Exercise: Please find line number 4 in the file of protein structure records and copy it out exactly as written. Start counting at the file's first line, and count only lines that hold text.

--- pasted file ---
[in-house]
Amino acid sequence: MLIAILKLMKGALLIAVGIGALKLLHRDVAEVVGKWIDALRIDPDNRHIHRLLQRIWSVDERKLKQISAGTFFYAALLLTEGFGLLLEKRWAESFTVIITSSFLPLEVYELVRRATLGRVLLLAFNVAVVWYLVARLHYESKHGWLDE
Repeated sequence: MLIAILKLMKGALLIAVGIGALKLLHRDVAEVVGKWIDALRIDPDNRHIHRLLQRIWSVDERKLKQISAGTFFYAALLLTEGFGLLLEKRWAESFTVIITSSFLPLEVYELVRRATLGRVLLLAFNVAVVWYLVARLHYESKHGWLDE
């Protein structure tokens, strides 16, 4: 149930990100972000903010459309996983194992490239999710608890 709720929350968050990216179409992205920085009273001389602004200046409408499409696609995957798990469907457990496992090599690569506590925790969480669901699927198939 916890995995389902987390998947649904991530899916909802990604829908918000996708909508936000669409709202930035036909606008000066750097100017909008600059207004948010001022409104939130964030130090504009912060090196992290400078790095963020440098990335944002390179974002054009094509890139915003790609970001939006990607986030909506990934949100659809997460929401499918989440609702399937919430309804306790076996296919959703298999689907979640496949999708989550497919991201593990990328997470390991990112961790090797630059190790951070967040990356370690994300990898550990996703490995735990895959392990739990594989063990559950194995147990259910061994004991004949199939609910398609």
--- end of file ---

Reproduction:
């Protein structure tokens, strides 16, 4: 149930990100972000903010459309996983194992490239999710608890 709720929350968050990216179409992205920085009273001389602004200046409408499409696609995957798990469907457990496992090599690569506590925790969480669901699927198939 916890995995389902987390998947649904991530899916909802990604829908918000996708909508936000669409709202930035036909606008000066750097100017909008600059207004948010001022409104939130964030130090504009912060090196992290400078790095963020440098990335944002390179974002054009094509890139915003790609970001939006990607986030909506990934949100659809997460929401499918989440609702399937919430309804306790076996296919959703298999689907979640496949999708989550497919991201593990990328997470390991990112961790090797630059190790951070967040990356370690994300990898550990996703490995735990895959392990739990594989063990559950194995147990259910061994004991004949199939609910398609």